The New Mexico Supreme Court ordered three county commissioners in southern New Mexico to comply with state law by certifying the county’s primary election results.
After the three-member Otero County Commission refused to certify election results during a meeting on Monday, New Mexico Secretary of State Maggie Toulouse Oliver filed a petition with the state’s high court asking justices to compel the county commission to follow state law and to do their ministerial duty. On Wednesday, the state supreme court granted the writ of mandamus and ordered the commissioners to “comply with the requirements set forth in [state law].”
The commission has until Friday to meet and certify the election or presumably face a contempt of court charge.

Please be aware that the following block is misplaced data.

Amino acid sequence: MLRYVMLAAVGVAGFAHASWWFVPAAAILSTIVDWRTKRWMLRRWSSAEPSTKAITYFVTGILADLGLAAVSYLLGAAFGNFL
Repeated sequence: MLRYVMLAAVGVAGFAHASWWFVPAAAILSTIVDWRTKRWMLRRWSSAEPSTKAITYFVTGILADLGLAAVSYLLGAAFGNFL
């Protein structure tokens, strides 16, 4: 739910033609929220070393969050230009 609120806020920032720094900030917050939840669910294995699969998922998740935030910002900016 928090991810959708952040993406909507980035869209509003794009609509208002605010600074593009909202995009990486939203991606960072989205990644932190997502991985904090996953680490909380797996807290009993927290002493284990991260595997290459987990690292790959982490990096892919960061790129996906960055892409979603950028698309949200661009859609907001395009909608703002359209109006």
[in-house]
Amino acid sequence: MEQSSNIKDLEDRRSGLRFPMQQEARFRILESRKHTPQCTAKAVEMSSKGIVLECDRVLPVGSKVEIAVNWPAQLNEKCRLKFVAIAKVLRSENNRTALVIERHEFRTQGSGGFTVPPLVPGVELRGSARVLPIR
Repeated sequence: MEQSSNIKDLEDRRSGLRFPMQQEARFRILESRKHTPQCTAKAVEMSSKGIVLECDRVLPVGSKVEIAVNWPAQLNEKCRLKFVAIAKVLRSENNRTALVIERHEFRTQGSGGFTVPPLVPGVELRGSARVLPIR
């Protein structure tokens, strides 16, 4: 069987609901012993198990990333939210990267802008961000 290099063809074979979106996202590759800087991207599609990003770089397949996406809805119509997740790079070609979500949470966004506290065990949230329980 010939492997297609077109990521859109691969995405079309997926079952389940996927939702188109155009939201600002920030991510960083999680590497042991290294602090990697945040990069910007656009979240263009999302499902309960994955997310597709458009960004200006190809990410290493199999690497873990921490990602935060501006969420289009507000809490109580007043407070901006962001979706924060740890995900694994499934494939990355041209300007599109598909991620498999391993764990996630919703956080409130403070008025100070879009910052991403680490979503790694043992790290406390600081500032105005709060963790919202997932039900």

Otero County Commission Chair Vickie Marquardt could not be reached for comment, but Commissioner Couy Griffin told NM Political Report that he plans to “hold the line.”
“What the state is trying to do to us by leveraging us, and taking control, essentially, of our commission board through the courts, I believe, is very unconstitutional and it’s an absolute disgrace.”
Griffin was found guilty earlier this year of illegally entering a restricted area during the Jan. 6, 2021 insurrection at the U.S. Capitol.
State law requires that local governments certify election results within 10 days of an election and then send the results to state election officials for further certification. Until that process is completed, the election results are deemed unofficial and the winners of the primary election are not officially candidates. Holding up the certification process also means that Griffin’s colleague, Commissioner Gerald Matherly, who won his Republican primary race by 32 percentage points, is still not considered a general election candidate.